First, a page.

Theses Doctoral

Analytical Solutions of the SABR Stochastic Volatility Model

Wu, Qi

This thesis studies a mathematical problem that arises in modeling the prices of option contracts in an important part of global financial markets, the fixed income option market. Option contracts, among other derivatives, serve an important function of transferring and managing financial risks in today's interconnected financial world.

When options are traded, we need to specify what the underlying asset an option contract is written on. For example, is it an option on IBM stock or on precious metal? Is it an option on Sterling-Euro exchange rate or on US dollar interest rates? Usually option markets are organized according to their underlying assets and they can be traded either on exchanges or over-the-counter.

The scope of this thesis is the option markets on currency exchange rates and interest rates, which are less familiar to the general public than those of equities and commodities, and are mostly traded over-the-counter as bi-lateral agreements among large financial institutions such as investment banks, central banks, commercial banks, government agencies, and large corporations. Since early 1970's, the Black-Scholes-Merton option model has become the market standard of buying and selling standard option contracts of European style, namely calls and puts. Of particular importance is this ever more quantitative approach to the practice of option trading, in which the volatility parameter of the Black-Scholes-Merton's model has become the market "language'' of quoting option prices.

Despite its tremendous success, the Black-Scholes-Merton model has exhibited a few well-known deficiencies, the most important of which are first, the assumption that the underlying asset is lognormally distributed and second, the volatility of the underlying asset's return is constant. In reality, the return distribution of an underlying asset can exhibit various level of tail behavior, ranging from "sub''-normal to normal, from lognormal to "super''-lognormal. Also the implied volatilities of liquidly traded options generally vary with both option strikes and option maturity. This variation with strike is termed the "volatility skew'' or the "volatility smile''. Naturally as market evolves, so does the model. People then start to look for the new standard. Among various successful extensions, models with constant elasticity of variance (CEV) prove to be able to generate enough range of return distributions while models with volatility itself being stochastic start to become popular in terms fitting the "smile'' or "skew'' phenomenon of option implied volatilities.

In 2002, the combination of CEV model with stochastic volatility, particulary the SABR model, became the new market standard in fixed income option market. This is the starting point of this thesis. However, being the market standard also poses new challenges, which are speed and accuracy. Three mathematical aspects of the model prevent one from obtaining a strictly speaking closed form solution of its joint transition density, namely the nonlinearity from the CEV type local volatility function, the coupling between the underlying asset process and the volatility process, and finally the correlation between the two driving Brownian motions.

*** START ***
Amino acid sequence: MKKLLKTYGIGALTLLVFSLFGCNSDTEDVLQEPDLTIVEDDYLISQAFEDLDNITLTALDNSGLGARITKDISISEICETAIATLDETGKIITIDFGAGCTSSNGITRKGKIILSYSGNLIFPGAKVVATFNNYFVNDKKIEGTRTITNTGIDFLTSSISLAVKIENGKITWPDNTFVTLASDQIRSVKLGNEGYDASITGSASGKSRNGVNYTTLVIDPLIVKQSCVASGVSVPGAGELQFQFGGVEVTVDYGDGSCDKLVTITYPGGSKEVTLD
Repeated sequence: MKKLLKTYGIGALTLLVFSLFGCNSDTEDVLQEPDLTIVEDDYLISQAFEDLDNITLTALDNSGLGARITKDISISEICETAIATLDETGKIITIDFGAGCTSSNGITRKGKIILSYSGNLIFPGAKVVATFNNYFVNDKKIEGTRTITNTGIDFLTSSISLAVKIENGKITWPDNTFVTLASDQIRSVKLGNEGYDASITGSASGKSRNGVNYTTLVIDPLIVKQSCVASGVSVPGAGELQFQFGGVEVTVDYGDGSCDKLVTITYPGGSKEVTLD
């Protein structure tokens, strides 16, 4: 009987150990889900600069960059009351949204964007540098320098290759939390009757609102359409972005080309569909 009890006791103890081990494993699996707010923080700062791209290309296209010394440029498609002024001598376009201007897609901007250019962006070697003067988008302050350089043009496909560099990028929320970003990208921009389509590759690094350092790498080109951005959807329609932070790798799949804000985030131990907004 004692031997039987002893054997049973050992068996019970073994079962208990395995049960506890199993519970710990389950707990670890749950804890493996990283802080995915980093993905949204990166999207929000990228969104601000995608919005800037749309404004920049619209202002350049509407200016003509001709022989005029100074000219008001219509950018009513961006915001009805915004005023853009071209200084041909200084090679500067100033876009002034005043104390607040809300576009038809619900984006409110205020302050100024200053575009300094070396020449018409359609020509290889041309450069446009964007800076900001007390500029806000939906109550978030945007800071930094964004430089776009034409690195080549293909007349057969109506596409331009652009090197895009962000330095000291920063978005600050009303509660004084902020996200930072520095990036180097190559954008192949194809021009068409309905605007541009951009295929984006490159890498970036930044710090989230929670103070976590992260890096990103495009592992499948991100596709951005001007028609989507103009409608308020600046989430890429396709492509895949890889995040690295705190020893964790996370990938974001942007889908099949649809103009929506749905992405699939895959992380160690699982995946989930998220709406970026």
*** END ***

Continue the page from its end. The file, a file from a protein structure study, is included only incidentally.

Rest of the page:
We look at the problem from a PDE perspective where the joint transition density follows a linear second order equation of parabolic type in non-divergence form with coordinate-dependent coefficients. Particularly, we construct an expansion of the joint density through a hierarchy of parabolic equations after applying a financially justified scaling and a series of well designed transformations. We then derive accurate asymptotic formulas in both free-boundary conditions and absorbing-boundary conditions. We further establish an existence result to characterize the truncation error and examined extensively the derived formulas through various numerical examples.

Finally we go back to the fixed income market itself and use our result to examine empirically whether today's option prices traded at different expiries contain information on predicting future levels of option prices, using ten-year over-the-counter FX option data from a major investment bank dealer desk. Our theoretical results for the joint density of the SABR model serve as a basis for banks and dealers to manage the forward smile risk of their fixed income option portfolio. Our empirical studies extend the forward concept from interest rate term structure modeling to interest rate volatility term structure modeling and examine the relationship between today's forward implied volatility and future spot implied volatility.


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More About This Work

Academic Units
Applied Physics and Applied Mathematics
Thesis Advisors
Glasserman, Paul
Keyes, David E.
Ph.D., Columbia University
Published Here
February 21, 2012